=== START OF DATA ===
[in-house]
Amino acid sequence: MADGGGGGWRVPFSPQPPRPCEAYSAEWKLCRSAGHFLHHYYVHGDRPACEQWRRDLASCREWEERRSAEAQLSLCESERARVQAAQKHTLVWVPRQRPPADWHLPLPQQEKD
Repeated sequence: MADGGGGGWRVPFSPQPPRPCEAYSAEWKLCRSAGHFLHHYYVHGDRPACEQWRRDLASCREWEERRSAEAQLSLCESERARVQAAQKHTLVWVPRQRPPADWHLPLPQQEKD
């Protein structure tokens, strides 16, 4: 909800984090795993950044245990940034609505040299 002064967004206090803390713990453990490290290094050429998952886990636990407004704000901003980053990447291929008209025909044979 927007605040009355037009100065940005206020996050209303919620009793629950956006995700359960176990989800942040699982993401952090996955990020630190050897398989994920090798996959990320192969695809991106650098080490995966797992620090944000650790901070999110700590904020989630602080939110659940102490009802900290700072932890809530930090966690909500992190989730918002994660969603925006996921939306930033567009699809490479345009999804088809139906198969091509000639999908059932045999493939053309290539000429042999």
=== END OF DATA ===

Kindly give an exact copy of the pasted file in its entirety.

[in-house]
Amino acid sequence: MADGGGGGWRVPFSPQPPRPCEAYSAEWKLCRSAGHFLHHYYVHGDRPACEQWRRDLASCREWEERRSAEAQLSLCESERARVQAAQKHTLVWVPRQRPPADWHLPLPQQEKD
Repeated sequence: MADGGGGGWRVPFSPQPPRPCEAYSAEWKLCRSAGHFLHHYYVHGDRPACEQWRRDLASCREWEERRSAEAQLSLCESERARVQAAQKHTLVWVPRQRPPADWHLPLPQQEKD
């Protein structure tokens, strides 16, 4: 909800984090795993950044245990940034609505040299 002064967004206090803390713990453990490290290094050429998952886990636990407004704000901003980053990447291929008209025909044979 927007605040009355037009100065940005206020996050209303919620009793629950956006995700359960176990989800942040699982993401952090996955990020630190050897398989994920090798996959990320192969695809991106650098080490995966797992620090944000650790901070999110700590904020989630602080939110659940102490009802900290700072932890809530930090966690909500992190989730918002994660969603925006996921939306930033567009699809490479345009999804088809139906198969091509000639999908059932045999493939053309290539000429042999």